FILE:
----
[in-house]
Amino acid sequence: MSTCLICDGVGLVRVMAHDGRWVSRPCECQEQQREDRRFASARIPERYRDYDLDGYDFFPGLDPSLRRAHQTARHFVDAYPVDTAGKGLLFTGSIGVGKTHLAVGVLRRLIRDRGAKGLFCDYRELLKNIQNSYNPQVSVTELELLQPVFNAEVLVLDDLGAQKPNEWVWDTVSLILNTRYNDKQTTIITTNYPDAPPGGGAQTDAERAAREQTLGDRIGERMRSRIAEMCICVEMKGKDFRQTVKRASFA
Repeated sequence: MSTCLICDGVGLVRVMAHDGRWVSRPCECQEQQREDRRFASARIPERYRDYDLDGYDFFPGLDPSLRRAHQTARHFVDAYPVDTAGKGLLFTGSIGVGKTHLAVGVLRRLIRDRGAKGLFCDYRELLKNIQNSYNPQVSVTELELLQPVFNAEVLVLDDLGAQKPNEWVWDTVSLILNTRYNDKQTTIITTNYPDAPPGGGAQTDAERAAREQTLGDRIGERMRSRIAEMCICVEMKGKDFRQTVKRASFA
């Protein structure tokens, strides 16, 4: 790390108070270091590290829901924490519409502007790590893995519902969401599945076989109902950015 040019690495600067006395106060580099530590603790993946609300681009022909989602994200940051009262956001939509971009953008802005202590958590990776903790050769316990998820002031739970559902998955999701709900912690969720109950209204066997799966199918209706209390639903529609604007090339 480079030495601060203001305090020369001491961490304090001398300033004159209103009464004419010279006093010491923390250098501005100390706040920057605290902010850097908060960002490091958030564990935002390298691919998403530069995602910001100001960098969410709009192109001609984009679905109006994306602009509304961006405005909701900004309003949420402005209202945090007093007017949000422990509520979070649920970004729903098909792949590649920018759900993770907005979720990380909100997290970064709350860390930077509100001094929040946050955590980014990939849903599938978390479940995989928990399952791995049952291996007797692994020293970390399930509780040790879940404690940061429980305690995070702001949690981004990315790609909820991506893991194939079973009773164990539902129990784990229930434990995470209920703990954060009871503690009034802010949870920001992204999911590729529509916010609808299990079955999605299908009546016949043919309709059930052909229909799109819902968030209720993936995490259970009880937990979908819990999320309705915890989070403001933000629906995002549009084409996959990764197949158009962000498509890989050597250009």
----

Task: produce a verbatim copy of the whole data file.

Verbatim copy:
[in-house]
Amino acid sequence: MSTCLICDGVGLVRVMAHDGRWVSRPCECQEQQREDRRFASARIPERYRDYDLDGYDFFPGLDPSLRRAHQTARHFVDAYPVDTAGKGLLFTGSIGVGKTHLAVGVLRRLIRDRGAKGLFCDYRELLKNIQNSYNPQVSVTELELLQPVFNAEVLVLDDLGAQKPNEWVWDTVSLILNTRYNDKQTTIITTNYPDAPPGGGAQTDAERAAREQTLGDRIGERMRSRIAEMCICVEMKGKDFRQTVKRASFA
Repeated sequence: MSTCLICDGVGLVRVMAHDGRWVSRPCECQEQQREDRRFASARIPERYRDYDLDGYDFFPGLDPSLRRAHQTARHFVDAYPVDTAGKGLLFTGSIGVGKTHLAVGVLRRLIRDRGAKGLFCDYRELLKNIQNSYNPQVSVTELELLQPVFNAEVLVLDDLGAQKPNEWVWDTVSLILNTRYNDKQTTIITTNYPDAPPGGGAQTDAERAAREQTLGDRIGERMRSRIAEMCICVEMKGKDFRQTVKRASFA
């Protein structure tokens, strides 16, 4: 790390108070270091590290829901924490519409502007790590893995519902969401599945076989109902950015 040019690495600067006395106060580099530590603790993946609300681009022909989602994200940051009262956001939509971009953008802005202590958590990776903790050769316990998820002031739970559902998955999701709900912690969720109950209204066997799966199918209706209390639903529609604007090339 480079030495601060203001305090020369001491961490304090001398300033004159209103009464004419010279006093010491923390250098501005100390706040920057605290902010850097908060960002490091958030564990935002390298691919998403530069995602910001100001960098969410709009192109001609984009679905109006994306602009509304961006405005909701900004309003949420402005209202945090007093007017949000422990509520979070649920970004729903098909792949590649920018759900993770907005979720990380909100997290970064709350860390930077509100001094929040946050955590980014990939849903599938978390479940995989928990399952791995049952291996007797692994020293970390399930509780040790879940404690940061429980305690995070702001949690981004990315790609909820991506893991194939079973009773164990539902129990784990229930434990995470209920703990954060009871503690009034802010949870920001992204999911590729529509916010609808299990079955999605299908009546016949043919309709059930052909229909799109819902968030209720993936995490259970009880937990979908819990999320309705915890989070403001933000629906995002549009084409996959990764197949158009962000498509890989050597250009």